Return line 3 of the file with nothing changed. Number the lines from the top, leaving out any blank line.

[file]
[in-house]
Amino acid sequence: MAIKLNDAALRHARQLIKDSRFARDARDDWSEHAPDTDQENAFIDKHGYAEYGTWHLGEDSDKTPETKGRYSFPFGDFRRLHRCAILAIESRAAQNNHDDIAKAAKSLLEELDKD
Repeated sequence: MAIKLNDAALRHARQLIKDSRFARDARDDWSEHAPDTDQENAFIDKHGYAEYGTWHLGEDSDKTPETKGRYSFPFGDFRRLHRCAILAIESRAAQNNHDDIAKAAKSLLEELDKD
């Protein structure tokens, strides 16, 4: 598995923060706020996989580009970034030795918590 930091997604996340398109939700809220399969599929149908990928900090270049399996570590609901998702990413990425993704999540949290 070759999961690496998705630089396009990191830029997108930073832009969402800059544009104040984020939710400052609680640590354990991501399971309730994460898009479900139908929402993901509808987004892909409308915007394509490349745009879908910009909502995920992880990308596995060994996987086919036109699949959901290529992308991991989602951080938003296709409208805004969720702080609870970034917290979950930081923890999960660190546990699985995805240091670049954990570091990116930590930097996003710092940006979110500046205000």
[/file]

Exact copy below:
Repeated sequence: MAIKLNDAALRHARQLIKDSRFARDARDDWSEHAPDTDQENAFIDKHGYAEYGTWHLGEDSDKTPETKGRYSFPFGDFRRLHRCAILAIESRAAQNNHDDIAKAAKSLLEELDKD